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Cell Mol Life Sci. 2012 Jan;69(2):175-89. doi: 10.1007/s00018-011-0793-4. Epub 2011 Aug 23.

Functions of the poly(ADP-ribose) polymerase superfamily in plants.

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Department of Molecular Genetics, The Ohio State University, Columbus, OH, 43210, USA.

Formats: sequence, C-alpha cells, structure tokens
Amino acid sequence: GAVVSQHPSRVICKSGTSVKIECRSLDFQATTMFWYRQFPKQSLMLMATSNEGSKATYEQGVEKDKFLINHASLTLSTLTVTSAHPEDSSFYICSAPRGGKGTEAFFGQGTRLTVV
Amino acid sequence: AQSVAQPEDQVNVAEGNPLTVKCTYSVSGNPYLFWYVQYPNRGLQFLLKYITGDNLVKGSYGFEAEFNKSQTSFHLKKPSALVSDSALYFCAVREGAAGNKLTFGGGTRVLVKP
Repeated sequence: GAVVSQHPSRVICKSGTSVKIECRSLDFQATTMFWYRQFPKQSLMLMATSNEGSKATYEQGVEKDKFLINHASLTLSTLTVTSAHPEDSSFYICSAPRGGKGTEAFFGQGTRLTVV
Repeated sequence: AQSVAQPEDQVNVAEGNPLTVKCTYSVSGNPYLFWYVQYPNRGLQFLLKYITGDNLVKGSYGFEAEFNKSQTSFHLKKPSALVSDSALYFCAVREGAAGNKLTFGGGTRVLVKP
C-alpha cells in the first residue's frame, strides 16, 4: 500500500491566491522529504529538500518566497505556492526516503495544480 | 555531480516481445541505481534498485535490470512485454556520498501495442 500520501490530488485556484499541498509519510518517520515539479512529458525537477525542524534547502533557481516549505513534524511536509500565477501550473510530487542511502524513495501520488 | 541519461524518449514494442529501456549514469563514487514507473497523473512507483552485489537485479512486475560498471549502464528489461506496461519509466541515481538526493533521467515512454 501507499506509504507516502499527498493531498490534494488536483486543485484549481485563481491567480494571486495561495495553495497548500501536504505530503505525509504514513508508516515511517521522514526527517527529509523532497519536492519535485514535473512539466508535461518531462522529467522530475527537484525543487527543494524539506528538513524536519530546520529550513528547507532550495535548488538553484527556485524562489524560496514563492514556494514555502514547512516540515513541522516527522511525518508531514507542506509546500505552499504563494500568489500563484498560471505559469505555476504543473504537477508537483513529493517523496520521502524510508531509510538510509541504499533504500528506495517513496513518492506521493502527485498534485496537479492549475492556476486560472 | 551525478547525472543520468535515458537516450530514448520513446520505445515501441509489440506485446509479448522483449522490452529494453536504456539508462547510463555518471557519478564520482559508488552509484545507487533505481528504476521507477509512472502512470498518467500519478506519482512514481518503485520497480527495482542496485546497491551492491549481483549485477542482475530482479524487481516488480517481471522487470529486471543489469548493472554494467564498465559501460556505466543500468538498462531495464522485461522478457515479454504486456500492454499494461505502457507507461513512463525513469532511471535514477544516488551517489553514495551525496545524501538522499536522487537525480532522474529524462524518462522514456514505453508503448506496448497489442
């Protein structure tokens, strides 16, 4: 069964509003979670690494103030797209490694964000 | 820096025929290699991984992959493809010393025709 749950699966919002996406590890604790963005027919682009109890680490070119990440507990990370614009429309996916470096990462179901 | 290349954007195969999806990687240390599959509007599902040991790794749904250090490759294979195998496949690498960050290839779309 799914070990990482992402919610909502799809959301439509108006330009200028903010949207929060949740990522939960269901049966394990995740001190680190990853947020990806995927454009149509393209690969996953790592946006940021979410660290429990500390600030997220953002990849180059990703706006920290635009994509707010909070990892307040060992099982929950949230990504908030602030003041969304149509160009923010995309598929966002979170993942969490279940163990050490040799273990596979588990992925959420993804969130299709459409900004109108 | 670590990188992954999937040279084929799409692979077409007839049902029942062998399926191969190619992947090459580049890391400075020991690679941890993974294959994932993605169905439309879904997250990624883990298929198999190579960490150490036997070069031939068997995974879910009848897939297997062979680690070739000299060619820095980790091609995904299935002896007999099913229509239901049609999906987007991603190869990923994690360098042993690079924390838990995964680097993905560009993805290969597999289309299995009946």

Poly(ADP-ribosyl)ation is the covalent attachment of ADP-ribose subunits from NAD(+) to target proteins and was first described in plants in the 1970s. This post-translational modification is mediated by poly(ADP-ribose) polymerases (PARPs) and removed by poly(ADP-ribose) glycohydrolases (PARGs). PARPs have important functions in many biological processes including DNA repair, epigenetic regulation and transcription. However, these roles are not always associated with enzymatic activity. The PARP superfamily has been well studied in animals, but remains under-investigated in plants. Although plants lack the variety of PARP superfamily members found in mammals, they do encode three different types of PARP superfamily proteins, including a group of PARP-like proteins, the SRO family, that are plant specific. In plants, members of the PARP family and/or poly(ADP-ribosyl)ation have been linked to DNA repair, mitosis, innate immunity and stress responses. In addition, members of the SRO family have been shown to be necessary for normal sporophytic development. In this review, we summarize the current state of plant research into poly(ADP-ribosyl)ation and the PARP superfamily in plants.

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